2 February 2011
Major study to scrutinise the value of judicial reviews
Does judicial review give judges too much power? Does the process waste public money? Or is judicial review a vital tool for holding government to account? These are some of the questions that researchers at the University of Essex will address in a major new study.
Funded by the Nuffield Foundation, researchers from Essex will work with the Public Law Project on the £223,400 study which is the most comprehensive of its type undertaken in the UK.
Judicial review is increasingly used to seek redress and many cases attract significant media coverage such as the challenges to the government’s Building Schools for the Future Programme and John Prescott’s litigation against the police after the News of the World phone hacking scandal.
Lord Chancellor Secretary of State for Justice, the Right Honourable Kenneth Clarke MP, recently commented on the growth of judicial review at the House of Lords Constitution Committee and noted its ability to restrict ministerial freedom. Professor Maurice Sunkin of the University’s School of Law commented: “Judicial review is regarded by many as a sign of the importance of the rule of law in the UK and of the ability of ordinary people to hold government to account.
“However, government ministers have been highly critical of judgments, alleging that judges have overstepped their authority when striking down decisions of elected politicians. It is also claimed that this kind of litigation, especially in an age of austerity, wastes public money and distracts public authorities.”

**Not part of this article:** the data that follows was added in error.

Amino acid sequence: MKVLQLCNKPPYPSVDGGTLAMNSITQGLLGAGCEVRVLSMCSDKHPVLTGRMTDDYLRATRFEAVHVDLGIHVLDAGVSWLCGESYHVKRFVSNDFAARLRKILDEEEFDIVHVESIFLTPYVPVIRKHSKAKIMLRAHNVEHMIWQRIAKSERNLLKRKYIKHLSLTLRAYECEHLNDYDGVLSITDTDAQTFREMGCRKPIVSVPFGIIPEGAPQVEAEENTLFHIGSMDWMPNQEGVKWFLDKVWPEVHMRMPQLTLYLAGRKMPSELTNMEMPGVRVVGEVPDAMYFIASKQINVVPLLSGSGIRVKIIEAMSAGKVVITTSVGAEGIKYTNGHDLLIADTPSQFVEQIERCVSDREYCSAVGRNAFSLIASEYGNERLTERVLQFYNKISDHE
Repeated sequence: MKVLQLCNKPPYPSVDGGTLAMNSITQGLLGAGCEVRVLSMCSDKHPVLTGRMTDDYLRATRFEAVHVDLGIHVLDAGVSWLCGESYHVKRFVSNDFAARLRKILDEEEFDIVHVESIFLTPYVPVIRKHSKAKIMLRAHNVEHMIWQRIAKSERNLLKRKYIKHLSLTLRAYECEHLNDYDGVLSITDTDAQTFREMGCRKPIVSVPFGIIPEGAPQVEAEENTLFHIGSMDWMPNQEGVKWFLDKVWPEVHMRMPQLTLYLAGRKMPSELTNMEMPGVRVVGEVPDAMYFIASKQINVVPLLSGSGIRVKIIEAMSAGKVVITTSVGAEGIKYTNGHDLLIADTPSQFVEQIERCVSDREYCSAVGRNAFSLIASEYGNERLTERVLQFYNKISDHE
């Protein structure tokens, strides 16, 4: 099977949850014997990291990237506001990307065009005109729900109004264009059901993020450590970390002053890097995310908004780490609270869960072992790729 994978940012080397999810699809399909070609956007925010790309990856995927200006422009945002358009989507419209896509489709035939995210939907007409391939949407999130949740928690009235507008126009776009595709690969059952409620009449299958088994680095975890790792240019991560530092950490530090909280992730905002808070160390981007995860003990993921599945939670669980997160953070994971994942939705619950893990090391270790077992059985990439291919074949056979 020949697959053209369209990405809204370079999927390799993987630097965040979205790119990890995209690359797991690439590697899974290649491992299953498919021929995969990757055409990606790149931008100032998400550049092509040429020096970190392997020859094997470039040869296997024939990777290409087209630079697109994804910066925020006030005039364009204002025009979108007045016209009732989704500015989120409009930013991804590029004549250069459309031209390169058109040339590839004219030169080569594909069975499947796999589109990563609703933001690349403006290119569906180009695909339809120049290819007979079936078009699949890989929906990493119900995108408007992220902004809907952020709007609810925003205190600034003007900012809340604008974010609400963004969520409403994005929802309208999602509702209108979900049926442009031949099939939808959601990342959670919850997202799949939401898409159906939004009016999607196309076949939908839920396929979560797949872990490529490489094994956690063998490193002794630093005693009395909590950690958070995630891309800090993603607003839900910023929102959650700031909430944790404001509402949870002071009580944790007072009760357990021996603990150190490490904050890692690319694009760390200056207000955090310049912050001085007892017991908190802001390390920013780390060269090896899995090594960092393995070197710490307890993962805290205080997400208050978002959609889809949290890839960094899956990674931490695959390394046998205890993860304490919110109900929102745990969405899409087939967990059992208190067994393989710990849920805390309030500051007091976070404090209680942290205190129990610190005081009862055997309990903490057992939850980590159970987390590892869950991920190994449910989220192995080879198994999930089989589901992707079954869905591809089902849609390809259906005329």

The two-year project which starts in March, will seek to obtain an independent evidence-based assessment of the value and effect of judicial review. As well as exploring the way government responds to judicial decisions and how often they result in changes of policy, the study will examine how ordinary claimants fare when public authority decisions that fundamentally affect their lives are reviewed by courts.
Professor Sunkin added: “The findings will throw light on wider discussions of the role of the courts and law in our democracy. They will also provide much-needed independent evidence that will be of benefit to all who are engaged in debate about access to justice in an age of austerity.”
Notes to editors
1. For further information contact Professor Maurice Sunkin, via the University of Essex Communications Office, telephone: 01206 873529 or e-mail: firstname.lastname@example.org. Alternatively contact Diane Astin, Director of the Public Law Project, telephone: 020 7843 1262, e-mail: email@example.com.
2. The research team will be led by Professor Maurice Sunkin of the School of Law and Human Rights Centre, University of Essex. Varda Bondy will be the main researcher at the Public Law Project. The team will also include Dr Ellie Palmer, University of Essex, and Professor Lucinda Platt, Institute of Education, University of London.
3. The Public Law Project (PLP) is a national legal charity which aims to improve access to public law remedies for those whose access to justice is restricted by poverty or some other form of disadvantage. Within this broad remit the PLP has adopted three main objectives: increasing the accountability of public decision-makers; enhancing the quality of public decision-making; and improving access to justice. Research constitutes an important aspect of its work and the PLP has been involved in a number of major investigations, many of which have been funded by the Nuffield Foundation.
4. The Nuffield Foundation is an endowed charitable trust that aims to improve social well-being in the widest sense. It funds research and innovation in education and social policy and also works to build capacity in education, science and social science research. The Nuffield Foundation has funded this project, but the views expressed are those of the authors and not necessarily those of the Foundation. More information is available at www.nuffieldfoundation.org.